March and April in the south of Europe are my favorite months of the year. They announce the delicate warmth of Spring sun, the birds are more visible, and people get overall more optimistic. For the first time, after a seemingly eternal winter, we all can see the light at the end of the “cold tunnel”. Our hope in nonstop gorgeous mornings and cozy evenings under the stars is renewed. This change of season is typically very welcome as it brings only positive things with it, even though we do not have any control whatsoever over it. But this apparent gracefulness in accepting nature disappears as soon as we hit the wall of leaving behind familiar -personal and/or professional- territory in a short period of time. I call this the ‘up-in-the-air‘ moment, marked by the natural dose of anxiety combined with a bit of resistance caused by the uncertainty of the unexplored path ahead of us. The fact is we do react quite differently when in our -professional and/or personal- lives changes in core areas start to happen, one after the other. Whether we have consciously chosen them or not, they can stir up many different emotions and underlying fears, awakening our inner sleeping dragons.
When I was a pre-teen, I got quite hooked up with the ‘choose your own adventure‘ book series. It simply fascinated me, back then, how exciting it was to be able to explore all the different options that the main character (me) had available. But most importantly, I cherished the control I had over the final outcome of the story, since I could make an ‘informed’ choice and go back on my footsteps in case that the option I had gone for did not turned up to be the ‘ideal’ one. It struck me recently that perhaps reading those books had not been such a positive influence, after all. Even though I could see the strategic value of indulging in the pros and cons of each option, the truth of the matter is that in real life we only get one shot at taking a defining decision in the most relevant of moments. Inevitably, my love for these kind of books led me to a life of constant mental revival of past events and choices. How would it have been, had I done X or Y? Would the result have been similar? Is my present reality a huge mistake or just a random milestone towards a brighter future? I am aware that this means I am developing my personal version of the movie ‘sliding doors‘, having Monty Python’s Spanish Inquisition as faithful companion…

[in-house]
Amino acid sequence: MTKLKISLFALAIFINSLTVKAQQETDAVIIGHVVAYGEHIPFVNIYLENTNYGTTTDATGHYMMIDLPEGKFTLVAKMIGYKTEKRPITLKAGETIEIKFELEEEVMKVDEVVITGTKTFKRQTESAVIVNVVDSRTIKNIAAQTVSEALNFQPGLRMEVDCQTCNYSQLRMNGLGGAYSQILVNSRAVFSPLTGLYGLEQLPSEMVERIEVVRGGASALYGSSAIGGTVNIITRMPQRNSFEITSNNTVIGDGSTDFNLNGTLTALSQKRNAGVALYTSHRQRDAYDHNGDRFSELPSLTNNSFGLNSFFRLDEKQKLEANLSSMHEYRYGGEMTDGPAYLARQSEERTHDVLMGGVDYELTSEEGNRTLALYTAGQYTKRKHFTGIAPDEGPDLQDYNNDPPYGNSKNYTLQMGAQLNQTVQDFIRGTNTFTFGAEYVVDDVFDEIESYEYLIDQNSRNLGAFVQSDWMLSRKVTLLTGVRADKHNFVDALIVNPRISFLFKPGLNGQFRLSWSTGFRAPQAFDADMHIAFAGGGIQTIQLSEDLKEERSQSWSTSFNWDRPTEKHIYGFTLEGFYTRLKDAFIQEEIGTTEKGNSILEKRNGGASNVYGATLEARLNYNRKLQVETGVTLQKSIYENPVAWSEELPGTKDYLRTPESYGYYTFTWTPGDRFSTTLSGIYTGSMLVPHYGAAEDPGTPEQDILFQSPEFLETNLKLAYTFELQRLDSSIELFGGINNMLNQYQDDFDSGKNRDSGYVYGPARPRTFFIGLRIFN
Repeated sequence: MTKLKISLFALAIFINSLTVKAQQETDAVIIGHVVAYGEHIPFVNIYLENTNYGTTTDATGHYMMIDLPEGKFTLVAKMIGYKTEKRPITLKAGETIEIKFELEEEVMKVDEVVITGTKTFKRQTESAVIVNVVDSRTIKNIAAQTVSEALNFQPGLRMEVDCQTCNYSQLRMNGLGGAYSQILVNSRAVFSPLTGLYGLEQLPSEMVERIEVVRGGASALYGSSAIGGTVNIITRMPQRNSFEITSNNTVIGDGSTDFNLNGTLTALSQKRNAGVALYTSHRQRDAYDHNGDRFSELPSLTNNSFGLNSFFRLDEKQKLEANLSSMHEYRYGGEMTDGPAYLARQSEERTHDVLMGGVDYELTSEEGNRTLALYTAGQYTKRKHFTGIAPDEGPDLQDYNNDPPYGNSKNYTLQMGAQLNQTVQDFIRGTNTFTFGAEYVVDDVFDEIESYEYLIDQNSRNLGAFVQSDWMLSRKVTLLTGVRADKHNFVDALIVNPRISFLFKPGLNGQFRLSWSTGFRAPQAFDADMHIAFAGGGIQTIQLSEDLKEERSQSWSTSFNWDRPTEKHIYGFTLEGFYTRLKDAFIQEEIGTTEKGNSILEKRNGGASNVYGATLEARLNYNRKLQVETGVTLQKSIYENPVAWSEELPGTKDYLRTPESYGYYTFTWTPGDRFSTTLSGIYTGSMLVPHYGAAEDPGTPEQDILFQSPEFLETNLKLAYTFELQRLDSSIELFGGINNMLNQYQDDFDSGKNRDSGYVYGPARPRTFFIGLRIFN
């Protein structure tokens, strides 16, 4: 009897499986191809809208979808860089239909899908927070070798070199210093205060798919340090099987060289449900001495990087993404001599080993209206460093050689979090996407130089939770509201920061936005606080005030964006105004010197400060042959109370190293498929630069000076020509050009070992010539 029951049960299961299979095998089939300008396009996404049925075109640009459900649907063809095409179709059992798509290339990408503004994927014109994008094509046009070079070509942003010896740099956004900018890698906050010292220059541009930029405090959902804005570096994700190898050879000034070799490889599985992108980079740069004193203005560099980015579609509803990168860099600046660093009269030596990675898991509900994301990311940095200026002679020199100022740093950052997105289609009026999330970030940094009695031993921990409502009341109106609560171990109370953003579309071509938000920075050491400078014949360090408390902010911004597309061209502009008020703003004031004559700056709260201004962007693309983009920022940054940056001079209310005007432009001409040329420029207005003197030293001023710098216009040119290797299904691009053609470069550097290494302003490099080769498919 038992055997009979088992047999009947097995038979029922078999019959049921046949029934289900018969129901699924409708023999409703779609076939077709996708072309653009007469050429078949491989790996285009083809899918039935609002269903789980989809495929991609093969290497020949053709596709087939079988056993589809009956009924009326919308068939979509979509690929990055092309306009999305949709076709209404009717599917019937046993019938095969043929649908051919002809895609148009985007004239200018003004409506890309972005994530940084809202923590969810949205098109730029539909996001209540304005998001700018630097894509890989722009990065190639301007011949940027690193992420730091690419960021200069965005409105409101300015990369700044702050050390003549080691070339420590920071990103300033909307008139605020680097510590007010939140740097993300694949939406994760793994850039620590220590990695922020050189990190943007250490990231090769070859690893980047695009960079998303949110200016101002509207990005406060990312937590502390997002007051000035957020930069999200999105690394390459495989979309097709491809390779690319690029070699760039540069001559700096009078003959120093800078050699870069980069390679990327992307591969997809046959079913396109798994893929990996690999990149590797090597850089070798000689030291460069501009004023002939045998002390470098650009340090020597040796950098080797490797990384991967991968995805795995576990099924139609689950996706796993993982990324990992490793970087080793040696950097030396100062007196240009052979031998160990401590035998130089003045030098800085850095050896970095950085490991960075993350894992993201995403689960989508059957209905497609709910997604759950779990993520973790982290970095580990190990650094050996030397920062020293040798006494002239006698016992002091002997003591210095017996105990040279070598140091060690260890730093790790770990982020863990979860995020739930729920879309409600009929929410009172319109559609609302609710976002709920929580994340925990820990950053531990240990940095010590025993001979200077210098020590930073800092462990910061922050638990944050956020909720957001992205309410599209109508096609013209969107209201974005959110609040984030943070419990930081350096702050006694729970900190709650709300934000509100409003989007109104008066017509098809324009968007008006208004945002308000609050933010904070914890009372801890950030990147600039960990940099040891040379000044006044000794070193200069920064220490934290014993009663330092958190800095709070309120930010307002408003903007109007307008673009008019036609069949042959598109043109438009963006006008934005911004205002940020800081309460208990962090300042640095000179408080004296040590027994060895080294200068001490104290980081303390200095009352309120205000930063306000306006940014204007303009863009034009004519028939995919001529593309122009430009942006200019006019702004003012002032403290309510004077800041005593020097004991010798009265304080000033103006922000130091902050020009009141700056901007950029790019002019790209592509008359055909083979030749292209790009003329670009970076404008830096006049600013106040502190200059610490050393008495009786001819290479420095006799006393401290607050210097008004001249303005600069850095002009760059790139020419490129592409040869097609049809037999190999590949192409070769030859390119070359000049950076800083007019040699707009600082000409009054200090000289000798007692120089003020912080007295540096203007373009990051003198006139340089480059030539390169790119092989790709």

At the core of such a state of affairs is most certainly a deep resistance to make peace with the chosen path, embracing and committing to it and its consequences. It takes a great level of maturity and humility to welcome the lessons and opportunities that life generously brings your way. Specially, when you reach a calm passage in your adventure where you need to wait for things to happen and your fate is dependent upon other people’s actions. Dr. Seuss calls this the Waiting Place, which is probably the most challenging of places, not much action going on while emotional stress piles up (if you are not a process oriented person…). Hence, the perfect test to your resilience.
When we bought an old house to renovate it and live in it, I never expected to be still waiting for the real action to start three years down the road. I was aware that it was not going to be an easy ride, based on my childhood memories of my parents’ house. However, nothing prepares you for the kind of patience required to effectively navigate your way around delays and setbacks. I must say I was able to rectify and make realistic plans, taking necessary and painful steps to follow through with these. Sometimes, those steps were backwards, sometimes forwards. Looking back, I just realized that I was still grieving my financial freedom previously to acquiring a substantial loan to buy the property, instead of actually committing 100% to the project. By not letting go and exploring the new possibilities that the change had brought to my life, I was not only not showing up for my own adventure, but I was undermining my family own spirit of adventure and resilience. It is hard to open the eyes to this fact. But the good news is that, by doing so, you start to be aware of the behavioral changes you need to make to claim back lost ground, and feel your optimistic self again. In the words of D. Seuss, ‘life may be a great balancing act, but through it all there’s fun to be done’.